What is the difference between Agile and DevOps?
Agile and DevOps are often used interchangeably; this is probably because they deliver the same outcome, complement each other, have some of the same principles, use the same terms and were implemented as practices in software companies at approximately the same years. But despite all these similarities, they are not the same thing. Let’s look at the similarities and differences between Agile and DevOps, and see when and how they can work together (and when they don’t).
What is Agile?
Yes you probably know it well, agile started to be the buzz word it is with the agile manifesto. It came to being as (according to the manifesto-ers) a ‘cooler’ alternative to the waterfall development method with its 12 principles. Now this is being lived and breathed by development teams all around the world by coding on short iterations and bite-sized deliverables - to enable quick releases. As opposed to the waterfall methodology, which focuses on long-term planning and multi-feature releases that take months. You can read more about development agility here.
What is DevOps?
While agile development is a method for development, DevOps is also based on agility, but it focuses on agile operations. In other words, it’s about getting code that was developed (in an agile, waterfall or other development method) released to production faster by implementing short iterations. It’s also about helping developers with the infrastructure they need for developing (in an agile, waterfall or other methodology). This includes CI/CD pipelines, testing, rolls outs, setting up environments, automating guardrails and safety measures, and more. (Do you see where the confusion between the two is stemming from?).
And just to make things more confusing, DevOps is also the name of the role of the person who is in charge of the DevOps practices.
But DevOps is more than a method or a role. It’s caught on so strongly that it has become a professional culture and almost a religion. This culture fosters collaboration between development and ops teams, shared responsibility, transparency and communication. Just like any culture, DevOps also has online communities, events, beliefs, symbols (memes) and even their own jokes.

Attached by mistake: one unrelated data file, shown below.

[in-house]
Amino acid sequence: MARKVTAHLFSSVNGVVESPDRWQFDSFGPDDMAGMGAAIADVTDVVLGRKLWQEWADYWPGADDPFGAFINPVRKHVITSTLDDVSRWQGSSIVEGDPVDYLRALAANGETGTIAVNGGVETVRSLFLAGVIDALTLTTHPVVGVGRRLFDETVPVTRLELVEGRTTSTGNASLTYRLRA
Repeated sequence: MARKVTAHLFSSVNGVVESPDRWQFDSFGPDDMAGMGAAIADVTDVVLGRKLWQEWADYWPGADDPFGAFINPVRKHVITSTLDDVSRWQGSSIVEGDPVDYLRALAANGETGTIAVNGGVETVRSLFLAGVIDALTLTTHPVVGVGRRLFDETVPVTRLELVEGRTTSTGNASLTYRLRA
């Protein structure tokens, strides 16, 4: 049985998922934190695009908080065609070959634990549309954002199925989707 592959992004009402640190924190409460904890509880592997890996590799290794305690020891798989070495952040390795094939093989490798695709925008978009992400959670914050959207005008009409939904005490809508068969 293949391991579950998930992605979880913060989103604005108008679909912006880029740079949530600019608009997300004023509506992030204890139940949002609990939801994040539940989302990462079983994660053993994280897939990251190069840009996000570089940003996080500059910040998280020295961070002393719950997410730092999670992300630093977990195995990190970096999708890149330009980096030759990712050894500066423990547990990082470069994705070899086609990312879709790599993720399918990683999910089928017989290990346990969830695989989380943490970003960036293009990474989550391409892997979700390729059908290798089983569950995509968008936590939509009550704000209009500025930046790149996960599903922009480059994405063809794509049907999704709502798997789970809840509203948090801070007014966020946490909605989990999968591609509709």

What’s the Difference?
As you understood by now, DevOps and agile can coexist (and according to DevOps, they probably should), but they’re not mutually exclusive:
- Agile development - is focused on the inner dev loop. That is where coding and individual testing take place.
- DevOps, or agile ops - focus on the outer dev loop. The outer dev loop is everything else up to the release, from code review to deployment to controlled releases to continuous testing. So theoretically, DevOps could be releasing code in an agile manner, while the development itself took place in a waterfall method.
But despite the clear-cut differences listed above, the reality is a bit more complicated. The ongoing adoption of microservices, as well as more and more organizations becoming agile across the board and the embracement of “shared responsibility”, has blurred some of the borders between developers and DevOps. As a result, we can see developers involved in DevOps work, attempting to set up their own environments, taking part in building pipelines and more.
This issue has become so controversial that the question “Is DevOps killing the developer?” has become a source of major online debate and conversations.
Therefore, while adopting agile development and ops and removing silos increases developer productivity, it’s also important to make sure one role doesn’t swallow up the other. Here are some tips to get you rolling (to production):
- Plan and define - Make sure the goal and purpose are clear, and plan how the entire roll out looks like, from coding to deployment. This will ensure that responsibility is shared, while meeting everyone’s requirements. Involve scrum masters, DevOps leads and engineering leads in the process.
- Build integrated teams - Built agile teams that include developers and DevOps. This will enable clear communication and constant feedback, to enable one seamless release flow.
- Implement automation and CI/CD tools - Remove as much of the manual burden as you can by implementing tools that will automate the process. Decide who’s in charge of running and monitoring the tools, while making sure everyone is educated about their functions.
- Everyone should test their part - Don’t leave QA and testing to a single part of the flow. Decide which types of tests each person runs - developer, QA, DevOps, SREs, etc. (depending on your organizational structure). This will ensure quicker releases.
- Document your work - Consistent communication and transparency are significantly improved with good documentation. This is important for making sure everyone is on the same page and can continue working in a collaborative manner. Circling back to point 3, some tools, like Swimm, enable automated documentation. Sign up here.
So Can They Coexist?
Yes, DevOps and agile development can (and probably should) coexist but are not the same thing and should not be used interchangeably. Now the real question is: how can they coexist? Share some of your best practices with us in our developer and DevOps community.